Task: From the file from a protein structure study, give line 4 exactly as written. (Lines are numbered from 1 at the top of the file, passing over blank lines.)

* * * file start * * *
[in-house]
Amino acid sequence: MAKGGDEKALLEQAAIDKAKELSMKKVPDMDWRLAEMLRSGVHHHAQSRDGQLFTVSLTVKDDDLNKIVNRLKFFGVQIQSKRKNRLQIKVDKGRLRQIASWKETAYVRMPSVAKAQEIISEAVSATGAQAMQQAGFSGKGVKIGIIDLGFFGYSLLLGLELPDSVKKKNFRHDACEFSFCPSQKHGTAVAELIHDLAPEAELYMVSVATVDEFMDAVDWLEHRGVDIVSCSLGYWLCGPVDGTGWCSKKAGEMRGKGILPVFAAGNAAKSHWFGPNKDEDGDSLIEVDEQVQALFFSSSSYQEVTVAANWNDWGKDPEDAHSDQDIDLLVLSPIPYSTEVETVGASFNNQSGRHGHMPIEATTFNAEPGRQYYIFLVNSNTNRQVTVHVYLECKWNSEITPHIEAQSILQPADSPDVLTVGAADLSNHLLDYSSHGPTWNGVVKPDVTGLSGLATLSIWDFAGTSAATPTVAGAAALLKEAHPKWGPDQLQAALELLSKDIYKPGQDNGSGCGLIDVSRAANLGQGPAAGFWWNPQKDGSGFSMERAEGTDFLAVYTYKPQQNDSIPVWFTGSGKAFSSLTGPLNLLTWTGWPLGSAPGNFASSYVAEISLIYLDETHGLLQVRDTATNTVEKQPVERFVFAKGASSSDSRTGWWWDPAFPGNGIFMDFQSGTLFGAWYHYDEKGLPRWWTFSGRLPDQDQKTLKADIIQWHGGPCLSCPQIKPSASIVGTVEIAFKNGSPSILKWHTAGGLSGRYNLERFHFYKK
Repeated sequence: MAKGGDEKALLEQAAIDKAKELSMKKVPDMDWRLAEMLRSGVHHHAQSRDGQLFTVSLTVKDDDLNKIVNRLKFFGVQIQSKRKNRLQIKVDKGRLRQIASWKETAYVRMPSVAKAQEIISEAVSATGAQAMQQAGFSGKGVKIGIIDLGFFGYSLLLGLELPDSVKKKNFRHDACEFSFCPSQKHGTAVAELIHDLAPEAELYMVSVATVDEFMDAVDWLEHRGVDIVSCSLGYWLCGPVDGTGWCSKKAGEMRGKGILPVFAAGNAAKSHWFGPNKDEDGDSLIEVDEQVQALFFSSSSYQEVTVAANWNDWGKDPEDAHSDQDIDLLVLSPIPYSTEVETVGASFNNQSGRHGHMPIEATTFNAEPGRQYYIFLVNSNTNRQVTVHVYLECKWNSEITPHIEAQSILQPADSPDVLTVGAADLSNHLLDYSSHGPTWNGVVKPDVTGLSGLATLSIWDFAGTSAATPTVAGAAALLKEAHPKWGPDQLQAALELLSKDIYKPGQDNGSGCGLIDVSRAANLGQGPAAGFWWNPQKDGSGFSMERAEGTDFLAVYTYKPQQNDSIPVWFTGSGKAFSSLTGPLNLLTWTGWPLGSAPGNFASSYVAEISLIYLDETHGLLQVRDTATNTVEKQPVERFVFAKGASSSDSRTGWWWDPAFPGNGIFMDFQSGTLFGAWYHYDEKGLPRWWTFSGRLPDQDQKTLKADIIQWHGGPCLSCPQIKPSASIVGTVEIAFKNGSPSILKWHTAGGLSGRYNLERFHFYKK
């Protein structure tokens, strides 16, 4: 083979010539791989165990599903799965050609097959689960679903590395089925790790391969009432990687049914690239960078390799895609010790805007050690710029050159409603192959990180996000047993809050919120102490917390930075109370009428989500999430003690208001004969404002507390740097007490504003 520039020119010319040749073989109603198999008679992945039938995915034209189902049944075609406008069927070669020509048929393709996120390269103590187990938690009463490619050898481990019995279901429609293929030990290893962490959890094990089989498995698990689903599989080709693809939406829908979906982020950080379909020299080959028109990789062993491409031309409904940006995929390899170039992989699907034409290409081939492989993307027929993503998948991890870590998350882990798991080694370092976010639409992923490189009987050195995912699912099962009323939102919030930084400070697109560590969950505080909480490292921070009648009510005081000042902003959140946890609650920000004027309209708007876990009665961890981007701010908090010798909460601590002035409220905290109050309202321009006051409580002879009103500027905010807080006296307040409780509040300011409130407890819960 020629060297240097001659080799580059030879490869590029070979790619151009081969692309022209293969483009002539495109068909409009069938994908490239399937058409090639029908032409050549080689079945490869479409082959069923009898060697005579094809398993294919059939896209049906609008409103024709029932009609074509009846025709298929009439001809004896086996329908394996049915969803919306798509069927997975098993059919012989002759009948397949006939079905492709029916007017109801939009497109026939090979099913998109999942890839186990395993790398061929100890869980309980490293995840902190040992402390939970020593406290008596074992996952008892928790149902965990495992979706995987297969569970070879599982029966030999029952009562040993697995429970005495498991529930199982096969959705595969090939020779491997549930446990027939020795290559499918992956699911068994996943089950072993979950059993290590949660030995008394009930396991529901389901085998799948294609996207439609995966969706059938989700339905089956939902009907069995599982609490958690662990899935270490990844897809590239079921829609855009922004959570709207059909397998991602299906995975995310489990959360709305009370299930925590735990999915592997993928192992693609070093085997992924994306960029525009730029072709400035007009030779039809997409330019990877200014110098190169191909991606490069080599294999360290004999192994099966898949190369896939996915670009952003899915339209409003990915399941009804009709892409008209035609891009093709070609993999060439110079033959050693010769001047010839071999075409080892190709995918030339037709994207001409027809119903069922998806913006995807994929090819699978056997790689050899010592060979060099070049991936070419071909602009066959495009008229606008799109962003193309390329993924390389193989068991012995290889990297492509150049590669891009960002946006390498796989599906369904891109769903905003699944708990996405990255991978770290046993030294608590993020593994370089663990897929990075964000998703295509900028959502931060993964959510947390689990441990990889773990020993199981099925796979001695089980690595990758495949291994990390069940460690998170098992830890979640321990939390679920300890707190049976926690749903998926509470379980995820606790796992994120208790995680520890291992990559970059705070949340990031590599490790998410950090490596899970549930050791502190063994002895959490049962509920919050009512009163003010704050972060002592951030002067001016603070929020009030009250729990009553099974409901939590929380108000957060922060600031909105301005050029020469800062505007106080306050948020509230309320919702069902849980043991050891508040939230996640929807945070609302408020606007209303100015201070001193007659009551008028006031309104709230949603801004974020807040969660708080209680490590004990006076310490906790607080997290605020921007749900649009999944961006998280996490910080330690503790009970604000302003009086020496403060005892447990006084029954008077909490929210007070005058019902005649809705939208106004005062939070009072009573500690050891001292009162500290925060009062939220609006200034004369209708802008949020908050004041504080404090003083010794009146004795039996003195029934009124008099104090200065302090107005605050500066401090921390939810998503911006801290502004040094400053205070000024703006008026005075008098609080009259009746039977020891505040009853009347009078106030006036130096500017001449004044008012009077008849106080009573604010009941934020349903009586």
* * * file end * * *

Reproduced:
């Protein structure tokens, strides 16, 4: 083979010539791989165990599903799965050609097959689960679903590395089925790790391969009432990687049914690239960078390799895609010790805007050690710029050159409603192959990180996000047993809050919120102490917390930075109370009428989500999430003690208001004969404002507390740097007490504003 520039020119010319040749073989109603198999008679992945039938995915034209189902049944075609406008069927070669020509048929393709996120390269103590187990938690009463490619050898481990019995279901429609293929030990290893962490959890094990089989498995698990689903599989080709693809939406829908979906982020950080379909020299080959028109990789062993491409031309409904940006995929390899170039992989699907034409290409081939492989993307027929993503998948991890870590998350882990798991080694370092976010639409992923490189009987050195995912699912099962009323939102919030930084400070697109560590969950505080909480490292921070009648009510005081000042902003959140946890609650920000004027309209708007876990009665961890981007701010908090010798909460601590002035409220905290109050309202321009006051409580002879009103500027905010807080006296307040409780509040300011409130407890819960 020629060297240097001659080799580059030879490869590029070979790619151009081969692309022209293969483009002539495109068909409009069938994908490239399937058409090639029908032409050549080689079945490869479409082959069923009898060697005579094809398993294919059939896209049906609008409103024709029932009609074509009846025709298929009439001809004896086996329908394996049915969803919306798509069927997975098993059919012989002759009948397949006939079905492709029916007017109801939009497109026939090979099913998109999942890839186990395993790398061929100890869980309980490293995840902190040992402390939970020593406290008596074992996952008892928790149902965990495992979706995987297969569970070879599982029966030999029952009562040993697995429970005495498991529930199982096969959705595969090939020779491997549930446990027939020795290559499918992956699911068994996943089950072993979950059993290590949660030995008394009930396991529901389901085998799948294609996207439609995966969706059938989700339905089956939902009907069995599982609490958690662990899935270490990844897809590239079921829609855009922004959570709207059909397998991602299906995975995310489990959360709305009370299930925590735990999915592997993928192992693609070093085997992924994306960029525009730029072709400035007009030779039809997409330019990877200014110098190169191909991606490069080599294999360290004999192994099966898949190369896939996915670009952003899915339209409003990915399941009804009709892409008209035609891009093709070609993999060439110079033959050693010769001047010839071999075409080892190709995918030339037709994207001409027809119903069922998806913006995807994929090819699978056997790689050899010592060979060099070049991936070419071909602009066959495009008229606008799109962003193309390329993924390389193989068991012995290889990297492509150049590669891009960002946006390498796989599906369904891109769903905003699944708990996405990255991978770290046993030294608590993020593994370089663990897929990075964000998703295509900028959502931060993964959510947390689990441990990889773990020993199981099925796979001695089980690595990758495949291994990390069940460690998170098992830890979640321990939390679920300890707190049976926690749903998926509470379980995820606790796992994120208790995680520890291992990559970059705070949340990031590599490790998410950090490596899970549930050791502190063994002895959490049962509920919050009512009163003010704050972060002592951030002067001016603070929020009030009250729990009553099974409901939590929380108000957060922060600031909105301005050029020469800062505007106080306050948020509230309320919702069902849980043991050891508040939230996640929807945070609302408020606007209303100015201070001193007659009551008028006031309104709230949603801004974020807040969660708080209680490590004990006076310490906790607080997290605020921007749900649009999944961006998280996490910080330690503790009970604000302003009086020496403060005892447990006084029954008077909490929210007070005058019902005649809705939208106004005062939070009072009573500690050891001292009162500290925060009062939220609006200034004369209708802008949020908050004041504080404090003083010794009146004795039996003195029934009124008099104090200065302090107005605050500066401090921390939810998503911006801290502004040094400053205070000024703006008026005075008098609080009259009746039977020891505040009853009347009078106030006036130096500017001449004044008012009077008849106080009573604010009941934020349903009586």